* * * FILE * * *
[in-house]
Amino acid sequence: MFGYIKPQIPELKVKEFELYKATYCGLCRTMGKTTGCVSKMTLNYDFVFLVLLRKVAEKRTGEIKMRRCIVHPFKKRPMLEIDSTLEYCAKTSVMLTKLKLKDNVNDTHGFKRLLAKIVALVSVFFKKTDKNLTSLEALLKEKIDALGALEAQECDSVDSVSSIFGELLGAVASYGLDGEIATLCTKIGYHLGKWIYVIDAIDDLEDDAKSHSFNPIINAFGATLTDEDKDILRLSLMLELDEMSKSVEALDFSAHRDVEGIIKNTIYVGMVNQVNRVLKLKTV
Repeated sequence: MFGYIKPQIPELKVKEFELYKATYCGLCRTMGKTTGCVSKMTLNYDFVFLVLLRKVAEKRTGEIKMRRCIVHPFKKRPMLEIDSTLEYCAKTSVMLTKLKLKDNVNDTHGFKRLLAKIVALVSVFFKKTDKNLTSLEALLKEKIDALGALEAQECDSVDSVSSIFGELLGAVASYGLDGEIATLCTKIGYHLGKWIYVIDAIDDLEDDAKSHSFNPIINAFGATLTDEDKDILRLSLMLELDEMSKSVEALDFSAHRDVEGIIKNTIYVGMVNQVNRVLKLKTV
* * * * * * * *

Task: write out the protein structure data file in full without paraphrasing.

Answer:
[in-house]
Amino acid sequence: MFGYIKPQIPELKVKEFELYKATYCGLCRTMGKTTGCVSKMTLNYDFVFLVLLRKVAEKRTGEIKMRRCIVHPFKKRPMLEIDSTLEYCAKTSVMLTKLKLKDNVNDTHGFKRLLAKIVALVSVFFKKTDKNLTSLEALLKEKIDALGALEAQECDSVDSVSSIFGELLGAVASYGLDGEIATLCTKIGYHLGKWIYVIDAIDDLEDDAKSHSFNPIINAFGATLTDEDKDILRLSLMLELDEMSKSVEALDFSAHRDVEGIIKNTIYVGMVNQVNRVLKLKTV
Repeated sequence: MFGYIKPQIPELKVKEFELYKATYCGLCRTMGKTTGCVSKMTLNYDFVFLVLLRKVAEKRTGEIKMRRCIVHPFKKRPMLEIDSTLEYCAKTSVMLTKLKLKDNVNDTHGFKRLLAKIVALVSVFFKKTDKNLTSLEALLKEKIDALGALEAQECDSVDSVSSIFGELLGAVASYGLDGEIATLCTKIGYHLGKWIYVIDAIDDLEDDAKSHSFNPIINAFGATLTDEDKDILRLSLMLELDEMSKSVEALDFSAHRDVEGIIKNTIYVGMVNQVNRVLKLKTV